UMich Greek Life raises record amount for charity at Winterfest

Thousands of University of Michigan students, including members of Fraternity & Sorority Life, gathered around the backyard ice rink at 700 Oxford Road on February 19 for the annual Winterfest broom tournament. The tournament was the culminating event of FSL’s philanthropic initiatives in 2022, with the participation of several chapters of the Interfraternity Council (IFC) and the Panhellenic Association.

The historic Albert Lockwood fraternity house, or Sigma Nu, historically hosted the tournament, until Sigma Nu was expelled from the IFC in 2009, resulting in its removal from the house. The Pi Kappa Alpha fraternity occupied the house in Sigma Nu’s absence and took over hosting Winterfest in 2019. The University rechartered Sigma Nu in October 2020 and they have, once again, taken up residence at 700 Oxford. However, there was no official Winterfest last winter due to COVID-19 restrictions.

According to Sigma Nu, this year’s Winterfest raised a record $202,213 for three charities – Autism Alliance of Michigan, The Women’s Center of Southeastern Michigan and Fisher House Michigan – chosen by IFC, the Panhellenic Council and Sigma Nu. Each charity will receive one-third of the profits. Chapters that donated more money received a higher ranking in the preliminary round of the broomball tournament, which took place on February 18, the day before the main event. Each chapter has engaged in different fundraising methods.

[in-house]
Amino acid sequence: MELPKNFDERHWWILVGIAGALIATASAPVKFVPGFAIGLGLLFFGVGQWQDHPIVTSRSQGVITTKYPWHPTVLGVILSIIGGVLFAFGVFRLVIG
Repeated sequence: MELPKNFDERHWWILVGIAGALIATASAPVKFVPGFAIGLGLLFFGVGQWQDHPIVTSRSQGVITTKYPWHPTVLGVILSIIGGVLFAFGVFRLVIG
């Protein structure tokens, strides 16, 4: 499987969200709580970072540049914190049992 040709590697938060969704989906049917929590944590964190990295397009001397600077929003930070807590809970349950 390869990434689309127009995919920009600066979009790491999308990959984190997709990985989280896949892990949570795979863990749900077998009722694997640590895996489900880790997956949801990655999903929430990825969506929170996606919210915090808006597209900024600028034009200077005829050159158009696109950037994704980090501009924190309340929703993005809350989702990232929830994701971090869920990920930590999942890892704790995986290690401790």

Business sophomore Cole Marshall, president of Sigma Nu, told the Michigan Daily the process for selecting which charities to donate to for this year’s Winterfest. He said each group chose an organization that aligned with their values ​​and that they felt would benefit the most from the donation.

“The IFC, as a collective, chose a beneficiary to whom one-third of the proceeds would go, (Sigma Nu) chose one beneficiary to whom one-third of the proceeds would go, and then (the Panhellenic Council) chose another beneficiary who received a of the product,” Marshall said. “There’s been collaboration and discussions about values ​​and where we think we can create the greatest impact with these donations.”

Sophomore engineering student Josh Strand, president of philanthropy for Sigma Nu, said FSL members were excited to return after not being able to come together for Winterfest in 2021. He said chapters from FSL had been working to support safe social events this year so students can meet others as campus organizations return to in-person operations.

“We’ve taken a lot of time to speak individually to chapters, meet individually with as many sorority and fraternity presidents as possible,” Strand said. “(Sigma Nu has) discussed with the chairman (of the Panhellenic Council) and the chairman of the IFC individually about everything – our risk plan and any questions they have. We tried to be as good as possible in communicating with everyone.